Testifying Thursday, Huntley said he was asleep in the cell when an assailant hiding his face with a jail shirt stabbed him five times, leaving wounds in his mouth, arm and leg. Jamal Castille was identified as Huntley’s attacker through tattoos on his torso, authorities said.
When Chief Assistant District Attorney Al Whitaker asked Huntley about his statements to Dahnke, the witness denied knowing anything about the robbery and homicide, and claimed he lied just to get out of the jail for a while, smoke Newports and eat food from Burger King.
Whitaker went through Huntley’s statements, each of which Huntley denied was true.
Among the information Whitaker said Huntley told Dahnke:
That Marshall, Daphene and Jamal Castille and Terrell Mars were involved in the armed robbery and Coleman’s homicide. (Mars will testify for the prosecution and is not on trial this week.)
That he was invited to join in the bank robbery but declined.
That money from the bank robbery was buried in Cusseta, Ga.
That Daphene Castille offered him $10,000-$15,000 to kill Coleman.
That she offered him $7,000 to dispose of two guns, which he placed in a weighted bag and threw into the Chattahoochee River. The guns were never recovered.
Huntley’s fear was evident when he was asked where his fiancé lives. He would not answer publicly, and was reluctant even to write an address down for only the attorneys to see. He said he and his fiancé have five children, and he would not put them at risk.
When Daphene Castille’s attorney Cynthia Lain later asked why he was so worried, Huntley replied: “I don’t want my family nowhere around this. Period.”
When Lain asked whether he had given the case much thought over the years, he answered flatly, “No.”
Lain noted one of Huntley’s statements to Dahnke was that he didn’t go retrieve the bank robbery loot from where it was buried because he didn’t want to get caught with cash from a robbery he didn’t commit. He claimed that was a lie, too: “I probably would have got that money,” he said.
He told Lain he had nothing to do with the case at all: “The only thing I did was lie, as far as this case.”
Also testifying Thursday was Ronald Samuel, whose blue 1991 Chevrolet Cavalier was used in the bank robbery.
He said he recalled that a friend named Erica Fortson rented his car out for crack, but could not recall who brought it back. “At that time I was drinking a lot, and I can’t remember faces,” he told Whitaker. He said he’d just lost his mother, his brother and his job, and, “I wasn’t prepared for all this.”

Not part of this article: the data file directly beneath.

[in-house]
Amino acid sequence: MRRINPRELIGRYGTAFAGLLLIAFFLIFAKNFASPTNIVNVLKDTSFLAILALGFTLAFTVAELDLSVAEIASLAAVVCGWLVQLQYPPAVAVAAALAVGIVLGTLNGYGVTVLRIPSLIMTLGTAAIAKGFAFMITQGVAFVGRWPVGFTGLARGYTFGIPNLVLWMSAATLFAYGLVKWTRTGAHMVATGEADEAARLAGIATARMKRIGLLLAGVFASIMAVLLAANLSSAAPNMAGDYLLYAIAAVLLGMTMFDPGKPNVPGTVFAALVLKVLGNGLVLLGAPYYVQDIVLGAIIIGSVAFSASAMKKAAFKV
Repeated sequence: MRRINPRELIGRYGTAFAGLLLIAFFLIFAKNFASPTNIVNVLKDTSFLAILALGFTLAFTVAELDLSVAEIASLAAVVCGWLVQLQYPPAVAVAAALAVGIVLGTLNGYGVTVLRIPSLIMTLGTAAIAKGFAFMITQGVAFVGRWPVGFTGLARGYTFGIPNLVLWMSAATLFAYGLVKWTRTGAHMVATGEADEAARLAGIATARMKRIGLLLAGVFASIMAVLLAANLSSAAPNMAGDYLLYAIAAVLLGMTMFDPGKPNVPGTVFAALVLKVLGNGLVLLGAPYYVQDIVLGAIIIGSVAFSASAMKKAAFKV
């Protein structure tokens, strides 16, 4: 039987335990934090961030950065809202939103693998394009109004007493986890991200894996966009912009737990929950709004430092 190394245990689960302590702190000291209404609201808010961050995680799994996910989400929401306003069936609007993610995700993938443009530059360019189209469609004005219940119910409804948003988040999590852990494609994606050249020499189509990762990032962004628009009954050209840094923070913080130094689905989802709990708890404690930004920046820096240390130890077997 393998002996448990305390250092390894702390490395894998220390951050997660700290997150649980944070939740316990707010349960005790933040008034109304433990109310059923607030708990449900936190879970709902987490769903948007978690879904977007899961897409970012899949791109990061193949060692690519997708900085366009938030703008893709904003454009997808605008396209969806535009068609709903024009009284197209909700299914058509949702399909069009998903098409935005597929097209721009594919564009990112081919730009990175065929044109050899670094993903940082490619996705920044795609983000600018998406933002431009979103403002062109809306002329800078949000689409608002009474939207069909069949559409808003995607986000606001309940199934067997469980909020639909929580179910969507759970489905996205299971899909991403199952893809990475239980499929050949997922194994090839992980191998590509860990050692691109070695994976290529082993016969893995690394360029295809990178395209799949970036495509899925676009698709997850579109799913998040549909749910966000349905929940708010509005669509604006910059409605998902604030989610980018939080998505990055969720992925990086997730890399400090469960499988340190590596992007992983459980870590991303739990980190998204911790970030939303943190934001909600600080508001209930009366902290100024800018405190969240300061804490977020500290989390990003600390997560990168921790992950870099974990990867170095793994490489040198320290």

When he was unable to remember some of his earlier statements to authorities, Whitaker asked, “Were you really tore up?”
“I was. I really was,” he replied.
But he did recall that when a young woman and two young men brought his car back that night, he was taken to another house to report it stolen.
The details of that came from Daphene Castille’s sister Chandra Castille, who said Daphene Castille brought a man to her Montrose Drive home after midnight Sept. 13, 2008, and asked to use her telephone to report his car stolen. Daphene Castille said her own cellphone was dead, and offered to pay $2,000-$3,000 to use Chandra Castille’s home phone, the sister testified.
She said Samuel did appear to be intoxicated: “He was high on something. He was acting all weird to me.”
He reported his car was stolen from the yard of the Montrose Drive home. Chandra Castille later heard the car’s description from reports on the bank robbery and asked her sister about it, she said. Daphene Castille told her she was just “paranoid,” she said.
Testimony in the bank robbery, murder and racketeering trial resumes today at 9 a.m. in Judge William Rumer’s Government Center courtroom. Rumer told the jury Thursday that the proceedings will continue Saturday and Sunday.